I still disagree about deciding plots by dividing the map into a grid. It limits opportunity too much. Lets say you have an interesting feature that lands wrong in the grid and to map it you'd need three plots but you aren't really interest in the rest of that stuff, then all of the sudden it's more of a chore than something fun. Second it locks in the scale of the map, all maps will cover the exact same area without reason. Some maps might be better off covering 200 km's and some might be better covering 500 kms or 800 kms. Allowing people to define their own plots only causes a problem in cases of overlap. Even that doesn't bother me so much due to reasonable expectation that map makers often had discrepancies. It can make things interesting. We might consider some limitations such as maybe having the initial plot choice center around points and limiting the size of area that can be mapped so that they don't overlap, but in that area you can map what you choose you don't have to map the whole thing just what you are interested in doing. Once that map is done the plot point opens up again and someone else can continue keeping in concert with already completed maps.
For example. I choose plot point AB I'm allowed to make a map of anything in an area 1000 km's around that point with a defined area of lets say maximum size of 500 kms square and which can't exceed the boundaries of AB.
In my diagram here some one has chosen the point AB for their map plot. In the area available to them the decided to map a rectangle within the allowed restrictions for that area. Once that is done being mapped point AB opens back up so someone can map in that area again. The guy who chose point CB however didn't want to map the interior of the land just the coast, so he defined his map differently. Once he is done mapping the coast CB will open up again and someone can map that interior if they feel like it, they can even overlap onto his map as long as they retain his information.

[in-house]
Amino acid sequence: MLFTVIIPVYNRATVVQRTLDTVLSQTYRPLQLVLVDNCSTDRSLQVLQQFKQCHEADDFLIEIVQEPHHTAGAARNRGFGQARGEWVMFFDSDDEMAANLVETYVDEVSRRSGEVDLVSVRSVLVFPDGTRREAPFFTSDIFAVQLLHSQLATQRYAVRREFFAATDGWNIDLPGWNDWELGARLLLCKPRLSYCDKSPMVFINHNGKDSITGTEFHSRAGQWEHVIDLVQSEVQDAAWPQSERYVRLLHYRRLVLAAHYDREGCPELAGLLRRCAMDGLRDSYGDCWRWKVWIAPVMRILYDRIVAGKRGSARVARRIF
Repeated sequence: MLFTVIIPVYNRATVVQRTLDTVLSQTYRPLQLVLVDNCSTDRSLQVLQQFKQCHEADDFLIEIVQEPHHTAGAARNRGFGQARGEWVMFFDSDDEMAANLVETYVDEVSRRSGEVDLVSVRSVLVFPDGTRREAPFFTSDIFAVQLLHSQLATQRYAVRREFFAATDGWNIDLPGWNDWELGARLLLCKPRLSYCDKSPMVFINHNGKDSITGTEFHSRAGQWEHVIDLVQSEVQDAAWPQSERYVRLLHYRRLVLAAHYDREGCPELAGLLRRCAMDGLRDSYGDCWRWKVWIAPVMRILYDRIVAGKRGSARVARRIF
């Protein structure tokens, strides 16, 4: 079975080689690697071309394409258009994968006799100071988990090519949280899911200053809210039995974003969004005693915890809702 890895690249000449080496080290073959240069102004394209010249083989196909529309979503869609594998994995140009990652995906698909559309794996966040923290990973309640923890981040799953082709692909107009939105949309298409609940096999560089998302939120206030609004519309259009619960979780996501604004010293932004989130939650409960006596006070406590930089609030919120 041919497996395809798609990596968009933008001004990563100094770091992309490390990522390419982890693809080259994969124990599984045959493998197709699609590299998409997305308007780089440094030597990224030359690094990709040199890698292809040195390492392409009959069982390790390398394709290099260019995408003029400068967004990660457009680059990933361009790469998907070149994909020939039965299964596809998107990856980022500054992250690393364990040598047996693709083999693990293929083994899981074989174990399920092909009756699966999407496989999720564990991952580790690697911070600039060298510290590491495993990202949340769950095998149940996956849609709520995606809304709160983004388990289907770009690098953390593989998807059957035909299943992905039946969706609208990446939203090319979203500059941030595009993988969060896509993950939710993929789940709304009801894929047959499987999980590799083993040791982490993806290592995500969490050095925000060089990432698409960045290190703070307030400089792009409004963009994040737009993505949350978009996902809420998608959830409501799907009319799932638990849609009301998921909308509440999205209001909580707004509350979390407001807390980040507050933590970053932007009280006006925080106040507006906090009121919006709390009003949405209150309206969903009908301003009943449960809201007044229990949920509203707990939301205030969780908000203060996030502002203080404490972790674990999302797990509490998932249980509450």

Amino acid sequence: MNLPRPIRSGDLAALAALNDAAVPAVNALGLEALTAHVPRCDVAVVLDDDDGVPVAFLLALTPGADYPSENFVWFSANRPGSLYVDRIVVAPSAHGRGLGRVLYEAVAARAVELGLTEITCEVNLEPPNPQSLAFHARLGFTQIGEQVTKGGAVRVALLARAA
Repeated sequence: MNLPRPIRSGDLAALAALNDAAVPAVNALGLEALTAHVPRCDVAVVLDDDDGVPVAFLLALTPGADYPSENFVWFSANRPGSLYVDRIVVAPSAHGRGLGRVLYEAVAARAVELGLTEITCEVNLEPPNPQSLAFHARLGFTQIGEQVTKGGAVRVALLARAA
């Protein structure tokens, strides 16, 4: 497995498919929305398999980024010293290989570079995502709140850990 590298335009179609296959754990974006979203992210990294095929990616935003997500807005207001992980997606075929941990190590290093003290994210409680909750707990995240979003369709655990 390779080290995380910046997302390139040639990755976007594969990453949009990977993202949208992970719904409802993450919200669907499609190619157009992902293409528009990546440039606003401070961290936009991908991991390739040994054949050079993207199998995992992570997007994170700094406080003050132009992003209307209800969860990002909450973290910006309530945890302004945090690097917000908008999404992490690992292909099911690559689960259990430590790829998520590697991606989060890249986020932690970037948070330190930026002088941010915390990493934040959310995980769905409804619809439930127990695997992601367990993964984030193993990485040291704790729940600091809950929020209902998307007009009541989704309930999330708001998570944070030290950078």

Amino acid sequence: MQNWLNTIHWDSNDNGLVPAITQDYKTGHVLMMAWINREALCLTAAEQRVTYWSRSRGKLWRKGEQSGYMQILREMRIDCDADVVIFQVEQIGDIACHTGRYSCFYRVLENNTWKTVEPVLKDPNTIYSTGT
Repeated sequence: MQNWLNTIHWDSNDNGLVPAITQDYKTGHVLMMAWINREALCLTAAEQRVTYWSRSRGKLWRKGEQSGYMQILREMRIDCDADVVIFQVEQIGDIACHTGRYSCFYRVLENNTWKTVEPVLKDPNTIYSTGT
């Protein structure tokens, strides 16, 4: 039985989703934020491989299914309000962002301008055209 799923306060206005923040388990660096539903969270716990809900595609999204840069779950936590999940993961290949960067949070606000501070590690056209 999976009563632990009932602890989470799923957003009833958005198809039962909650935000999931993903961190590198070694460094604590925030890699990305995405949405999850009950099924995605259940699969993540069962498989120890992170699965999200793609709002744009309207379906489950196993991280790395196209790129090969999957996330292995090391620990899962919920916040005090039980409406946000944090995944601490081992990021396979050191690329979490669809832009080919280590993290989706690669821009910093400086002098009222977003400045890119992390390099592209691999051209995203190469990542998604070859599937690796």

Another alternative which I think I mentioned earlier which somewhat addresses this problem is to do world building and final mapping as distinct steps. First, get the information about the world in place without worrying about how it's presented. There would still be the potential for conflict if two people want to edit the same area, but as just doing the data would take less time than doing it and presentation, it would reduce the chance of conflict. Doing cycles for different aspects (Geology, weather, ecology, sociopolitical) would reduce the time any portion is 'locked' further. Then when all the data is there, everyone and anyone can go in and make whatever maps they want without any fear of conflict. The data phase would even be more amenable to the "grid" approach than the final maps. The downside is that at any particular time, only one kind of information is going to be being worked on, and the "making pretty maps" aspect is left until the very end. Also a lot of people on the guild are unused to working in the mode of mapping existing information rather than making up the information to suit their presentation.